The ease with which language and specific places find a place in today’s films is very different, feels filmmaker Shyam Benegal, from the time when he and others were making films. He observes that, back in the 1980s, it was not easy for them to make films in local dialects because the pressure to tell a ‘universal’ story was immense. Today’s filmmakers do not have to face that struggle anymore, he
points out.

It is a change in the broadcasting concept which, Benegal feels, has made the diversity of films possible. Today, films are downloadable, can be released on the internet and there is a huge media which is ready to showcase them. With the multiplex, different kinds of films find a space to be screened. This is unlike the 1980s when, Benegal says, many films found it difficult to even get released. “Bhumika was given an ‘Adult’ certificate when it was released and this meant that women, who would be its primary audience, would not watch the film. It was only by word of mouth, in the third release, that it picked up and people got to watch it.”

This leads us to a significant distinction in the space that the two New Waves occupy  — funding. “The same corporates who are funding big films, also fund us,” says Banerjee. This means that a Shanghai will compete with a Rowdy Rathore, unlike the earlier New Wave films which were forced to be on the fringes.

The competition with more commercial, big-budget films makes it “a more level playing field but also harder,” according to Banerjee. Does this affect the film that one wants to make as opposed to the film one may be pressurised into making under commercial and market constraints? “Independence is, at its best, a negotiated price. You decide what you are willing to give up to get what you want,” he says. On being asked if his script has ever been tampered with, his reply is “never”. 

Having made a film like Peepli Live which goes against the logic of the times we live in, director Anusha Rizvi’s perceptions come as a surprise. “It is not easier today to make an unconventional film even though the audiences want to see them... Forget not being released, many films don’t even get made!” she says. “We have not matched the original New Wave; they were making films in harder times.”

Rizvi is among those who are more sceptical about the multiplex and corporate funding. She calls the multiplex a “double-edged sword”: “While, initially, it did help in smaller films being shown, in the last few years, the trend has been towards a gentrification of the movie-going audience based on questions of who is allowed and not allowed inside the cinema hall. The multiplex allows a certain class to entertain itself.”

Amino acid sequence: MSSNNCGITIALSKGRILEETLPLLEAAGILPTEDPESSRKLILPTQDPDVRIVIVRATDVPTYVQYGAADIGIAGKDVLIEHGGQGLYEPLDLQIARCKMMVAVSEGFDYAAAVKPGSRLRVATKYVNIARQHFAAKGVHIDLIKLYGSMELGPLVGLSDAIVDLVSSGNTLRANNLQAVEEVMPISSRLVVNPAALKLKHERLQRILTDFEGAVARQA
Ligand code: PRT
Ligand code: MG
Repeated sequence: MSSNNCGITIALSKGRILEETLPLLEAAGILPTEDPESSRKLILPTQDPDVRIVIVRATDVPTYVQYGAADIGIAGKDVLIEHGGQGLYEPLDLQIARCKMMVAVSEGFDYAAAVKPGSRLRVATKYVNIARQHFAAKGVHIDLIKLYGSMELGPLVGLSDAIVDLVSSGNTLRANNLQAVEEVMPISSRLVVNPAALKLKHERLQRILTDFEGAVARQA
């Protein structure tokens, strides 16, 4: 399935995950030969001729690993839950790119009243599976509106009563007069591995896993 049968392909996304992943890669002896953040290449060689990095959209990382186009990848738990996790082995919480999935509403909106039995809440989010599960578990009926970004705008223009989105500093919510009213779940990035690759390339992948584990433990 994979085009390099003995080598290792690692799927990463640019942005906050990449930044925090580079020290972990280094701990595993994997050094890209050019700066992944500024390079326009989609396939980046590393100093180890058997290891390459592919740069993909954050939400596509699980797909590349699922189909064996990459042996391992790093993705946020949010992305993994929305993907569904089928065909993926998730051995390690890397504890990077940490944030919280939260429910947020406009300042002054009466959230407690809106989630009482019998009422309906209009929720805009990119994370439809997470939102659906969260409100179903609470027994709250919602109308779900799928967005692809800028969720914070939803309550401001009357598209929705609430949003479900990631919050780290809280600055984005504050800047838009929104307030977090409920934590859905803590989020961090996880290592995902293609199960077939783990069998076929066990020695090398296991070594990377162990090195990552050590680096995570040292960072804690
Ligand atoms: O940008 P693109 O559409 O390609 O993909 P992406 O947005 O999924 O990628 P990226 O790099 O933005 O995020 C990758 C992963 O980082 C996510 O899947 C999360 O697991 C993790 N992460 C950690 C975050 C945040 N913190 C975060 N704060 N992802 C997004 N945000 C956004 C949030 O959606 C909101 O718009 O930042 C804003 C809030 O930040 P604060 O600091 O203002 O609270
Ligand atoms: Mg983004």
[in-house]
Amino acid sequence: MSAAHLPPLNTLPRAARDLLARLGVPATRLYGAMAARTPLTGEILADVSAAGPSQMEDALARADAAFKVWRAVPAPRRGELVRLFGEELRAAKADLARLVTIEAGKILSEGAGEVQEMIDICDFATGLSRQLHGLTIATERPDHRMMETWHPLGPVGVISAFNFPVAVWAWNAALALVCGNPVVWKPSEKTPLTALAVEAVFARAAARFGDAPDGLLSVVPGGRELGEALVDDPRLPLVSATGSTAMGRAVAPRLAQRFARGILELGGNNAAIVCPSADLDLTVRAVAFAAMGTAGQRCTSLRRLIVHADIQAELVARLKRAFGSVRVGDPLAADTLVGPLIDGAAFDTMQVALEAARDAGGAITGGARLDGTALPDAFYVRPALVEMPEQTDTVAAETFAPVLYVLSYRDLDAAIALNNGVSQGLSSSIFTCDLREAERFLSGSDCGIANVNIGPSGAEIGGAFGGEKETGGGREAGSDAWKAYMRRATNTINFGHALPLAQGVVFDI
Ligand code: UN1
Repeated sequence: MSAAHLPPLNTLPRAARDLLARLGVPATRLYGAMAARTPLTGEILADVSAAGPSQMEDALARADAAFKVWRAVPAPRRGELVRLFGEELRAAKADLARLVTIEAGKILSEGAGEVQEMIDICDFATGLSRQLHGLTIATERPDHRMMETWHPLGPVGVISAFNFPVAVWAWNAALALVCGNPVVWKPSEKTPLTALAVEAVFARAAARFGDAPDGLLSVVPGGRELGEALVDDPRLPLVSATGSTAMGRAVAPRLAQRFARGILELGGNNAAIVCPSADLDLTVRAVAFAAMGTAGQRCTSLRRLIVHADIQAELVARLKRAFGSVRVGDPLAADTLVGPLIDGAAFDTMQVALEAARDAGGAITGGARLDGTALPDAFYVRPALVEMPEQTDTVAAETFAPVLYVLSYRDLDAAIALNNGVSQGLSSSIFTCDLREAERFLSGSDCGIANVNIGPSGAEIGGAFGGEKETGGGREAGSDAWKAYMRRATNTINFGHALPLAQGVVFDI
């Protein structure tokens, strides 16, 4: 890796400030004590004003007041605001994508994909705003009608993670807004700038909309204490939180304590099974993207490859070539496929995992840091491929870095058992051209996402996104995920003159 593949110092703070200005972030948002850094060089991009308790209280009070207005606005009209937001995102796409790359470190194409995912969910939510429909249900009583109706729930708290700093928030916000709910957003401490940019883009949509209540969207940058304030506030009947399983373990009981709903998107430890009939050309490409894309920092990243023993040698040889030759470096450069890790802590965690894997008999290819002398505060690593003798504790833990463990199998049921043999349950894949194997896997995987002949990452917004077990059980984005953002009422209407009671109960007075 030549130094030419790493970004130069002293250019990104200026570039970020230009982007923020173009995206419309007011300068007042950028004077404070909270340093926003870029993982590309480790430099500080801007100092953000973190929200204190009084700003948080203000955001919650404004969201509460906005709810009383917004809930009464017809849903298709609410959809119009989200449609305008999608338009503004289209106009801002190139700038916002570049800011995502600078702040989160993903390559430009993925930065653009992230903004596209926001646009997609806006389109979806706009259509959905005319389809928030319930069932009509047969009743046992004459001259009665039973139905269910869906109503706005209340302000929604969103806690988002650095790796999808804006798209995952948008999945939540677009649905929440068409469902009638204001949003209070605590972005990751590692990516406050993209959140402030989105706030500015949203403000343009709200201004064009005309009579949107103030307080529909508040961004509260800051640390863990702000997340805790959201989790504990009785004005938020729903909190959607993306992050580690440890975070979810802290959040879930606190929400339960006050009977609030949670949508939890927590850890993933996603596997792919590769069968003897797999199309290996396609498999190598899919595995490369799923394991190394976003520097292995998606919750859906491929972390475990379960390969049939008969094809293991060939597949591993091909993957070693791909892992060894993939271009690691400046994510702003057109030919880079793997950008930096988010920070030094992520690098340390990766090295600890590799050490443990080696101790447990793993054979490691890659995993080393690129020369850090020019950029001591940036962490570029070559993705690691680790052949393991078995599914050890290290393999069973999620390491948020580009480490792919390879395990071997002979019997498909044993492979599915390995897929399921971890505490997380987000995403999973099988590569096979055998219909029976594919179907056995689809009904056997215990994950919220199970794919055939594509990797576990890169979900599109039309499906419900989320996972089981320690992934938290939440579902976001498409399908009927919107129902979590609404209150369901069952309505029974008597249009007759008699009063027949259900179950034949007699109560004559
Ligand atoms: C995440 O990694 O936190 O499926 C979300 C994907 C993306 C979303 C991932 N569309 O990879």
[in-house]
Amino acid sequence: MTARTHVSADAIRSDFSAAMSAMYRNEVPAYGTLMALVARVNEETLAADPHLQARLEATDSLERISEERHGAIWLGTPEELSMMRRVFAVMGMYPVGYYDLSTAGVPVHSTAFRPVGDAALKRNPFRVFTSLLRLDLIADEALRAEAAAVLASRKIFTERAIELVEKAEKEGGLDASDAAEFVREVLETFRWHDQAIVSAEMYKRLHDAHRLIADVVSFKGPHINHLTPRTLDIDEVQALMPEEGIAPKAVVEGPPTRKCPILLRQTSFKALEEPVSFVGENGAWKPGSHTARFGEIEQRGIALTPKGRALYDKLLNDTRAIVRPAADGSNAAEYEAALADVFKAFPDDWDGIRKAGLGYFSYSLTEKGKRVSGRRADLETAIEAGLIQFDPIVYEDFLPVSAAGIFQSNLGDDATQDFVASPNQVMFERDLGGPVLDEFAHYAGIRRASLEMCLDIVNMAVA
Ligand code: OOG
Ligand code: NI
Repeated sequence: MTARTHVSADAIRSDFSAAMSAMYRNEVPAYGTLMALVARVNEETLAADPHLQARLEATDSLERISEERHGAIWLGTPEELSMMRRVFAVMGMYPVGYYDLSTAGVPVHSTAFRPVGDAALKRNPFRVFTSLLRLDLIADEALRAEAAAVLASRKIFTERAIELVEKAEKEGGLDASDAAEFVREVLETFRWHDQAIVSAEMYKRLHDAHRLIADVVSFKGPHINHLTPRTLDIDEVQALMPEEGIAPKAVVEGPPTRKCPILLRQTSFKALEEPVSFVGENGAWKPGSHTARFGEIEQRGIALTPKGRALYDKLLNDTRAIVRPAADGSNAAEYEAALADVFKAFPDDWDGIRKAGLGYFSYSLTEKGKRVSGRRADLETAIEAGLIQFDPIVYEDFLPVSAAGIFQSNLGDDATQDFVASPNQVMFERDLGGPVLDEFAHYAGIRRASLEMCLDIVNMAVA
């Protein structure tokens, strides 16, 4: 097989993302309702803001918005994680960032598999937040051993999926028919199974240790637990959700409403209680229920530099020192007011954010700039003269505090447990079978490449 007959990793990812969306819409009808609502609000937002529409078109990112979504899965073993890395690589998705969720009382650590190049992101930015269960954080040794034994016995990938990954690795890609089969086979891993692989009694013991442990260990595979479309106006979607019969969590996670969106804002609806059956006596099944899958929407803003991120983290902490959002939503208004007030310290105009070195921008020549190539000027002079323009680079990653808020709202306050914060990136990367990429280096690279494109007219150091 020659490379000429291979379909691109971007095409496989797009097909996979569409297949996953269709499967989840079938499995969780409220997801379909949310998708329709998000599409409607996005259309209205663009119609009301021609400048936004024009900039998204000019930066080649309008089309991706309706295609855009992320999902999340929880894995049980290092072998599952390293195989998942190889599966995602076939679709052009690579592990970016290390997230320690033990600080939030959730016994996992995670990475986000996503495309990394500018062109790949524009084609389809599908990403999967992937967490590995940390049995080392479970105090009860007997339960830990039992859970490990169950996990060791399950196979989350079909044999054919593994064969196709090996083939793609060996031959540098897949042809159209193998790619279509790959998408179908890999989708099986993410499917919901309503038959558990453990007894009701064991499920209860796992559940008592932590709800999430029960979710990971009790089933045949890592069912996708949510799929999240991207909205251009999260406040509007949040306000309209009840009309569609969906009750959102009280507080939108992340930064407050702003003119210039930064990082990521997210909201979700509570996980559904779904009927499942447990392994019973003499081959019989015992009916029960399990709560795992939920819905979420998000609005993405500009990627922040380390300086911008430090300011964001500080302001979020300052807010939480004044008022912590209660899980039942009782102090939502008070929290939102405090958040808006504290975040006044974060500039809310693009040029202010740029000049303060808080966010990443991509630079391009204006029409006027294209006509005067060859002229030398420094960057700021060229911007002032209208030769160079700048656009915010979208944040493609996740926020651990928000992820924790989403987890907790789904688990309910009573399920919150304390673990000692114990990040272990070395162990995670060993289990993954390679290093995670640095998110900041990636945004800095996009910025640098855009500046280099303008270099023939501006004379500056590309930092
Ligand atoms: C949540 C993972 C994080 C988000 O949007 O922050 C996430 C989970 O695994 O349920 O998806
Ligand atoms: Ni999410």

Theatre person Salim Arif calls it an “SEZ of entertainment” while Pandya feels that the “mass medium” nature of Hindi cinema is changing.

At a recent held seminar in Delhi on Hindi cinema, it became clear that finding funds for films remains a struggle. Sanjay Chauhan, the scriptwriter of Saheb Biwi aur Gangster and Pan Singh Tomar, explained that after Pan Singh Tomar was made, the film remained stuck for four years because it was not considered commercially viable. “Irfan Khan would get drunk, call me and cry on the phone, asking what happened to the film? He had given his life to the role,” he said. The film was released finally after Dhulia’s Saheb Biwi aur Gangster became a hit and went on to do very well at the box office.

Even Gangs of Wasseypur, said Kashyap, found itself without a studio’s support just two days before the shooting was to begin, simply because there were no ‘stars’ in the film. Kashyap’s Gulal too was released only after his Dev D became a hit. And Swara Bhaskar, an actor in Mumbai’s film industry, said that out of the seven films she has done, more than half have not been released.

This is the reason, Pandya feels, that filmmakers like Kashyap turn producers and fund other films. It is the contradictions within the system that has made their existence possible in the first place which today's film-makers have to grapple with. Arvind Desai’s professor friend had told him that “Insaan shayad yehi kar sakta hai, sahi sawal pooch sakta hai (Maybe all that a human being can do is ask the right questions).” But in Banerjee’s Shanghai, even when IAS officer Krishnan might have cracked the correct question, it does not help. He only negotiates with the system, finding a ‘lesser evil’ way out though that too eventually does not help change the situation for those who are worst affected by the proposed SEZ. Perhaps one couldn’t find a better representation of the predicaments of today’s New Wave.

This story is from the print issue of Hardnews: JULY 2012